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The effect of asthma and its treatment on growth
  1. I J M Doull
  1. Correspondence to:
    Dr I J M Doull
    Cystic Fibrosis/Respiratory Unit, Department of Child Health, University Hospital of Wales, Cardiff CF14 4XW, UK;


Asthma has little, if any, significant effect on attained adult height. Untreated asthma results in a delay of puberty by approximately 1.3 years, and pubertal delay is likely to explain the majority of apparent growth failure in asthmatics. All currently available inhaled corticosteroids (ICS) result in growth suppression at conventional doses (400 μg/day of beclomethasone dipropionate equivalent), but the growth suppressive effects are relatively short lived, after which growth reverts to pretreatment levels. Younger, prepubertal children, appear more sensitive to the growth suppressive effects of ICS. Asthmatic children receiving conventional doses of ICS (400 μg/day of BDP equivalent) will attain an adult height indistinguishable from their predicted adult height (based on their mid parental height), and no different from non-asthmatics. Adult height could possibly be decreased in severe asthmatics, but this is unlikely to be greater than a 1.2 cm decrement. Recent longitudinal studies offer reassurance that at conventional doses ICS do not have significant long term effects on growth, and that their benefits consistently outweigh their side effects.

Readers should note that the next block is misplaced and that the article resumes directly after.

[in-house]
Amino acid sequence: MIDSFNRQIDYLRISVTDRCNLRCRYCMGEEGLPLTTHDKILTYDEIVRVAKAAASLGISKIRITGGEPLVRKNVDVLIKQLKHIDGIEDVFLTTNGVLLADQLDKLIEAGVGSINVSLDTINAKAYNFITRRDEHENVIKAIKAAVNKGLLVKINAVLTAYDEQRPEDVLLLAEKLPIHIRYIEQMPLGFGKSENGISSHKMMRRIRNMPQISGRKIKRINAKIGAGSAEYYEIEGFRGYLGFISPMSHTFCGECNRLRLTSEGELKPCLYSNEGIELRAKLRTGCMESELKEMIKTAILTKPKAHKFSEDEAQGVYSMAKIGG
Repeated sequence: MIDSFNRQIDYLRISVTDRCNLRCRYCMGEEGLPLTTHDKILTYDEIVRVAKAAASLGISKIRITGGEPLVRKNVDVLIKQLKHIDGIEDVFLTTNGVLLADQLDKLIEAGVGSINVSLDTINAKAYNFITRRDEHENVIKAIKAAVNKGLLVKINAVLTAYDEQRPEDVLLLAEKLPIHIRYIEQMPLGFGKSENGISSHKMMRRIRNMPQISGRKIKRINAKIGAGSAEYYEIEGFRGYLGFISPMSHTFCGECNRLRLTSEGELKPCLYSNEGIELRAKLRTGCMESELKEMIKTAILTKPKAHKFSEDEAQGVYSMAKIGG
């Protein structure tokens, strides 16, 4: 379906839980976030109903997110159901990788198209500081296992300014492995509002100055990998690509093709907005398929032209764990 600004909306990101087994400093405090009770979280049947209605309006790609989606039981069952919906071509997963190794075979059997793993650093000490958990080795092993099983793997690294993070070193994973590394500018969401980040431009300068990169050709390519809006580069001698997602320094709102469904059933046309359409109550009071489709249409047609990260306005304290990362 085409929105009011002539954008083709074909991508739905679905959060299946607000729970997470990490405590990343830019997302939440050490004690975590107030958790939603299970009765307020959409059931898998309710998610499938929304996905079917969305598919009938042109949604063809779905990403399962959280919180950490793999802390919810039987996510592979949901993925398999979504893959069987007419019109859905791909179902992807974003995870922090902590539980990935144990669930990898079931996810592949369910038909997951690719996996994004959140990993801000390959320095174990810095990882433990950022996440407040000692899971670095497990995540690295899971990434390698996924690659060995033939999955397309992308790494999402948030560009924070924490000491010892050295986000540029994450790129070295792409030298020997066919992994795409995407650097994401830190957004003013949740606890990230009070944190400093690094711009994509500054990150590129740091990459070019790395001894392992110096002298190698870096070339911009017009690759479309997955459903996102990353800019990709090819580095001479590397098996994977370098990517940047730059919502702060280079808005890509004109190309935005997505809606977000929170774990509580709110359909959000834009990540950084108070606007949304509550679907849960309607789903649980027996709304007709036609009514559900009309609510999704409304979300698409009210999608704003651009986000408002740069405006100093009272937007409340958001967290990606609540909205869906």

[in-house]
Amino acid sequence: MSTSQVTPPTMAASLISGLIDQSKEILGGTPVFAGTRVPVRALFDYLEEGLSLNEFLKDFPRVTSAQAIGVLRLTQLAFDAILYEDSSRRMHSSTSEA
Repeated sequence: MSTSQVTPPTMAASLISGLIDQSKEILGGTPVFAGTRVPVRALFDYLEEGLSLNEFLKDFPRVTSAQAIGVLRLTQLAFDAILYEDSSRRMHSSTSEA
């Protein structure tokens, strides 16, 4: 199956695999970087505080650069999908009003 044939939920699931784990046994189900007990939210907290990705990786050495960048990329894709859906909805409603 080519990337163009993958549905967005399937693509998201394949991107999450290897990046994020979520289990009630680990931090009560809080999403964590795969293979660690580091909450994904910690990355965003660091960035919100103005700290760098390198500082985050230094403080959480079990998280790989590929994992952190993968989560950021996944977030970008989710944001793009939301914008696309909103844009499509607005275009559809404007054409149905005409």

• BDP, beclomethasone dipropionate
  • BUD, budesonide
  • FP, fluticasone propionate
  • ICS, inhaled corticosteroids

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  • Competing interests: The author has received financial support to attend meetings and given advice to Astra-Zeneca, Glaxo-Smith-Kline, Merck Sharpe and Dohme, and Schering-Plough